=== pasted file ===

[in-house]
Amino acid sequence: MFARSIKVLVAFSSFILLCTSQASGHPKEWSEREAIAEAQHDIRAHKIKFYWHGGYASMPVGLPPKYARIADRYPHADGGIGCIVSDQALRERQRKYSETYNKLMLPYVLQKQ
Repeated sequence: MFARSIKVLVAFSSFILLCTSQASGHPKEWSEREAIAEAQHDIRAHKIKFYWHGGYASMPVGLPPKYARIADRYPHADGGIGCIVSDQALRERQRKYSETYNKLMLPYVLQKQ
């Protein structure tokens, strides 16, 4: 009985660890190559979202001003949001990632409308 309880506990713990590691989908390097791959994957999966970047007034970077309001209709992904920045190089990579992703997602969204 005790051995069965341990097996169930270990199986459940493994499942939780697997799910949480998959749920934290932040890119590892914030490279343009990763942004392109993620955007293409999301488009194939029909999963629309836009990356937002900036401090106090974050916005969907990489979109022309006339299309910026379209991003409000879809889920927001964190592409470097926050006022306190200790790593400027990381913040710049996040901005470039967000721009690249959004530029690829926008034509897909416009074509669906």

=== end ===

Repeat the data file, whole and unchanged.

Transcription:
[in-house]
Amino acid sequence: MFARSIKVLVAFSSFILLCTSQASGHPKEWSEREAIAEAQHDIRAHKIKFYWHGGYASMPVGLPPKYARIADRYPHADGGIGCIVSDQALRERQRKYSETYNKLMLPYVLQKQ
Repeated sequence: MFARSIKVLVAFSSFILLCTSQASGHPKEWSEREAIAEAQHDIRAHKIKFYWHGGYASMPVGLPPKYARIADRYPHADGGIGCIVSDQALRERQRKYSETYNKLMLPYVLQKQ
């Protein structure tokens, strides 16, 4: 009985660890190559979202001003949001990632409308 309880506990713990590691989908390097791959994957999966970047007034970077309001209709992904920045190089990579992703997602969204 005790051995069965341990097996169930270990199986459940493994499942939780697997799910949480998959749920934290932040890119590892914030490279343009990763942004392109993620955007293409999301488009194939029909999963629309836009990356937002900036401090106090974050916005969907990489979109022309006339299309910026379209991003409000879809889920927001964190592409470097926050006022306190200790790593400027990381913040710049996040901005470039967000721009690249959004530029690829926008034509897909416009074509669906």